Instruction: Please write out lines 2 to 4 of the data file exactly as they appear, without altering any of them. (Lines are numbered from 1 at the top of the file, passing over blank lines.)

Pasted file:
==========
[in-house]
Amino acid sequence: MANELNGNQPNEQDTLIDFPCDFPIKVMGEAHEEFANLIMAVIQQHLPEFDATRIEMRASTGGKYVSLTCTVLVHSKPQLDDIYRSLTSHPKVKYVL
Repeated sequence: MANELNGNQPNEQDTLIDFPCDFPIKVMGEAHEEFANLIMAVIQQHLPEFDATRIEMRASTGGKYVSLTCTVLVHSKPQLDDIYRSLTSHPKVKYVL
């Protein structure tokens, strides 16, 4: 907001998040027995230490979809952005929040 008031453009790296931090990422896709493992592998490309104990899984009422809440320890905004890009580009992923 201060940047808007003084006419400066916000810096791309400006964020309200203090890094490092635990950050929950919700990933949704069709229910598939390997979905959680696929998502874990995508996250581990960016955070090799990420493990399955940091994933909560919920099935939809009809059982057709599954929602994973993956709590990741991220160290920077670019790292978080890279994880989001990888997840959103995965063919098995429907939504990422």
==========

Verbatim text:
Amino acid sequence: MANELNGNQPNEQDTLIDFPCDFPIKVMGEAHEEFANLIMAVIQQHLPEFDATRIEMRASTGGKYVSLTCTVLVHSKPQLDDIYRSLTSHPKVKYVL
Repeated sequence: MANELNGNQPNEQDTLIDFPCDFPIKVMGEAHEEFANLIMAVIQQHLPEFDATRIEMRASTGGKYVSLTCTVLVHSKPQLDDIYRSLTSHPKVKYVL
């Protein structure tokens, strides 16, 4: 907001998040027995230490979809952005929040 008031453009790296931090990422896709493992592998490309104990899984009422809440320890905004890009580009992923 201060940047808007003084006419400066916000810096791309400006964020309200203090890094490092635990950050929950919700990933949704069709229910598939390997979905959680696929998502874990995508996250581990960016955070090799990420493990399955940091994933909560919920099935939809009809059982057709599954929602994973993956709590990741991220160290920077670019790292978080890279994880989001990888997840959103995965063919098995429907939504990422």